Daniel Friedman
3 minute read
8 Mar 2019
8:24 am

Institute of Race Relations slammed for inviting ‘racist’ David Bullard to speak

Daniel Friedman

The institute recently partnered with AfriForum and will formulate policy for their new agriculture initiative.

Picture: Screenshot.

The South African Institute of Race Relations (IRR) has been met with a backlash on social media following their decision to host controversial columnist David Bullard at a talk in Stellenbosch about what “the future really holds for South Africa”.

Bullard was fired by the Sunday Times for a column that caused outrage and was considered racist by many. The column, titled “Uncolonised Africa wouldn’t know what it was missing”, imagines South Africa if white settlers hadn’t arrived.

He has remained outspoken since his sacking and was embroiled in a Twitter war with journalist Michelle Solomon on the topic of rape in 2014 with his views causing an outcry. He next made the news in 2016 for sarcastically tweeting that the “darkies” should destroy the university to save “us” on taxes amid the #FeesMustFall protests.

The organisation’s decision to host Bullard has been slammed on Twitter.

“The column that got him fired by the Sunday Times reveals such a deep hatred. Every line,” one user said.

“Can’t see how you will be able to live this one down,” said another.

“Is this what the IRR has been reduced to? A faux libertarian organisation representing the views of racist whites who barely understand the social construct of SA?” asked another.

The IRR bills itself as a classical liberal advocacy organisation. It was established in 1929, and was known for its opposition to apartheid, with Michael Morris, the institute’s head of media, calling it “the world’s leading anti-apartheid think tank for the duration of National Party rule”.

READ MORE: ‘Professor’ David Bullard encourages ‘darkies’ to destroy Wits

The comments on Twitter, however, reflect that some consider it a right-wing organisation today. It has drawn criticism on social media before the announcement of the Bullard talk for its decision to partner with AfriForum, who will formulate policy for their new Southern African Agriculture Initiative (SAAI), which will reportedly seek to offer those in the agricultural sector an alternative to AgriSA, currently the largest organisation representing farmers and agricultural workers. AfriForum and the IRR have worked together in the past, with News24 reporting that AfriForum has provided the institute with funding.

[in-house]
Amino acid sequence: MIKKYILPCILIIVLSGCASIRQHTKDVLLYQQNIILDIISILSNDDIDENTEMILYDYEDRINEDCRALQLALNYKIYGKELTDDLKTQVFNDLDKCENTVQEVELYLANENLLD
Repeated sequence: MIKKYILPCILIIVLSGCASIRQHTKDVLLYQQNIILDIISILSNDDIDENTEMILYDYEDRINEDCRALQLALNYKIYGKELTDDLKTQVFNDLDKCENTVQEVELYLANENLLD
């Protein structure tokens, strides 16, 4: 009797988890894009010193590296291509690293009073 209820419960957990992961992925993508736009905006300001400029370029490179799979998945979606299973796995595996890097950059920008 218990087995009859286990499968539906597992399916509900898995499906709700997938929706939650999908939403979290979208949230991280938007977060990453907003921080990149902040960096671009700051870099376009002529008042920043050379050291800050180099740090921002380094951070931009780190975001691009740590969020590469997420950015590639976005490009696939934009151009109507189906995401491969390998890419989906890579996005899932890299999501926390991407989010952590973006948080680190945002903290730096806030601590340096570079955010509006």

The Citizen spoke to the IRR about their decision to invite Bullard to speak. “We believe a forthright conversation about South Africa, its people and their future has a critical role to play in confronting the dangers that face the country today, and that David Bullard – among other outspoken commentators – can make an important contribution,” Morris said.

As for the column that was slammed for racism back in 2008, Morris says it was “satire” and that people must “step beyond political correctness” and hear his views.

“David Bullard was fired for writing satire which was considered politically incorrect,” he said.

“While we would not automatically subscribe to every point of view of every columnist or satirist, we value the contribution of candid South Africans to an honest exchange of views about the country and its problems at a moment of mounting crises.

“We believe David Bullard has a contribution to make, not least in encouraging people to step beyond the imposed boundaries of political correctness in order to grapple with the tough realities which ultimately impinge with greatest harm on South Africa’s black majority.

“There’s another important consideration; all freedoms rest on free speech, and we think it’s particularly important to fight for this freedom on South African university campuses. Mr Bullard might be unpopular in some quarters but this is not a good reason to deny him an opportunity to speak. Anyone who disagrees with him is free to engage him in debate and prove the error of his opinions.”


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